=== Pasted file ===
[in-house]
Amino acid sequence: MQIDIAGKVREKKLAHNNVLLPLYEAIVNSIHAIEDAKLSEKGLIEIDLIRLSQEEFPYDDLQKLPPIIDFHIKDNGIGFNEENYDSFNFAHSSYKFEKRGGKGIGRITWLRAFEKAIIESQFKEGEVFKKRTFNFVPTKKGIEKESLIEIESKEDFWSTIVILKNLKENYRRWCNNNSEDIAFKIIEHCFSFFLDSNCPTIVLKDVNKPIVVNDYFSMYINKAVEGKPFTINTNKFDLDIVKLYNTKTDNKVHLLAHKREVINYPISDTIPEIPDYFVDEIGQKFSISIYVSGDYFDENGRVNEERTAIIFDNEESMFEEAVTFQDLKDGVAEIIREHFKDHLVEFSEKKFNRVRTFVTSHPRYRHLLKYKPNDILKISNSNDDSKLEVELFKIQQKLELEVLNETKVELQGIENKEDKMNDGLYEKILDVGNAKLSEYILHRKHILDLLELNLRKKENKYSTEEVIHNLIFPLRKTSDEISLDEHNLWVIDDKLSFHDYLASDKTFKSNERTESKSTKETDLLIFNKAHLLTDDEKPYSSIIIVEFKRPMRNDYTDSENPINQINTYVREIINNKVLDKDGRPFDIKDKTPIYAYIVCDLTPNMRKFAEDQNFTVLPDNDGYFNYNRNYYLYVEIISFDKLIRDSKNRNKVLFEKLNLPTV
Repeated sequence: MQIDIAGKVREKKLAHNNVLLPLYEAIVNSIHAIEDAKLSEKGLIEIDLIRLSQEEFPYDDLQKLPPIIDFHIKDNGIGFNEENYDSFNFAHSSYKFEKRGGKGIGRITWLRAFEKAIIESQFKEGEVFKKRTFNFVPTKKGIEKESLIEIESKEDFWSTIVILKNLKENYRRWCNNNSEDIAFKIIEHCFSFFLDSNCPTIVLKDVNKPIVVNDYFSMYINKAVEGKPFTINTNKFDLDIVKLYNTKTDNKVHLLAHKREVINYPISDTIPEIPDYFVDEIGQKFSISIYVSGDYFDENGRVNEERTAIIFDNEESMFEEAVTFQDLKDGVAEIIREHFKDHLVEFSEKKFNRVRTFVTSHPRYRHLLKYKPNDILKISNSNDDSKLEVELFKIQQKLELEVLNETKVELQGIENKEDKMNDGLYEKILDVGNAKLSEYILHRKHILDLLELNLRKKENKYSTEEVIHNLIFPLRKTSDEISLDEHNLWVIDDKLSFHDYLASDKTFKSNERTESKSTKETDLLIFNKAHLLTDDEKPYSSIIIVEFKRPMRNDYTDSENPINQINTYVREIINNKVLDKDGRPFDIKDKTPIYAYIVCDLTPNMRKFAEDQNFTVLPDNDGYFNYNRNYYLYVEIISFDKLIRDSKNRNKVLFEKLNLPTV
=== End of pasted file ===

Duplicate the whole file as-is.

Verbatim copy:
[in-house]
Amino acid sequence: MQIDIAGKVREKKLAHNNVLLPLYEAIVNSIHAIEDAKLSEKGLIEIDLIRLSQEEFPYDDLQKLPPIIDFHIKDNGIGFNEENYDSFNFAHSSYKFEKRGGKGIGRITWLRAFEKAIIESQFKEGEVFKKRTFNFVPTKKGIEKESLIEIESKEDFWSTIVILKNLKENYRRWCNNNSEDIAFKIIEHCFSFFLDSNCPTIVLKDVNKPIVVNDYFSMYINKAVEGKPFTINTNKFDLDIVKLYNTKTDNKVHLLAHKREVINYPISDTIPEIPDYFVDEIGQKFSISIYVSGDYFDENGRVNEERTAIIFDNEESMFEEAVTFQDLKDGVAEIIREHFKDHLVEFSEKKFNRVRTFVTSHPRYRHLLKYKPNDILKISNSNDDSKLEVELFKIQQKLELEVLNETKVELQGIENKEDKMNDGLYEKILDVGNAKLSEYILHRKHILDLLELNLRKKENKYSTEEVIHNLIFPLRKTSDEISLDEHNLWVIDDKLSFHDYLASDKTFKSNERTESKSTKETDLLIFNKAHLLTDDEKPYSSIIIVEFKRPMRNDYTDSENPINQINTYVREIINNKVLDKDGRPFDIKDKTPIYAYIVCDLTPNMRKFAEDQNFTVLPDNDGYFNYNRNYYLYVEIISFDKLIRDSKNRNKVLFEKLNLPTV
Repeated sequence: MQIDIAGKVREKKLAHNNVLLPLYEAIVNSIHAIEDAKLSEKGLIEIDLIRLSQEEFPYDDLQKLPPIIDFHIKDNGIGFNEENYDSFNFAHSSYKFEKRGGKGIGRITWLRAFEKAIIESQFKEGEVFKKRTFNFVPTKKGIEKESLIEIESKEDFWSTIVILKNLKENYRRWCNNNSEDIAFKIIEHCFSFFLDSNCPTIVLKDVNKPIVVNDYFSMYINKAVEGKPFTINTNKFDLDIVKLYNTKTDNKVHLLAHKREVINYPISDTIPEIPDYFVDEIGQKFSISIYVSGDYFDENGRVNEERTAIIFDNEESMFEEAVTFQDLKDGVAEIIREHFKDHLVEFSEKKFNRVRTFVTSHPRYRHLLKYKPNDILKISNSNDDSKLEVELFKIQQKLELEVLNETKVELQGIENKEDKMNDGLYEKILDVGNAKLSEYILHRKHILDLLELNLRKKENKYSTEEVIHNLIFPLRKTSDEISLDEHNLWVIDDKLSFHDYLASDKTFKSNERTESKSTKETDLLIFNKAHLLTDDEKPYSSIIIVEFKRPMRNDYTDSENPINQINTYVREIINNKVLDKDGRPFDIKDKTPIYAYIVCDLTPNMRKFAEDQNFTVLPDNDGYFNYNRNYYLYVEIISFDKLIRDSKNRNKVLFEKLNLPTV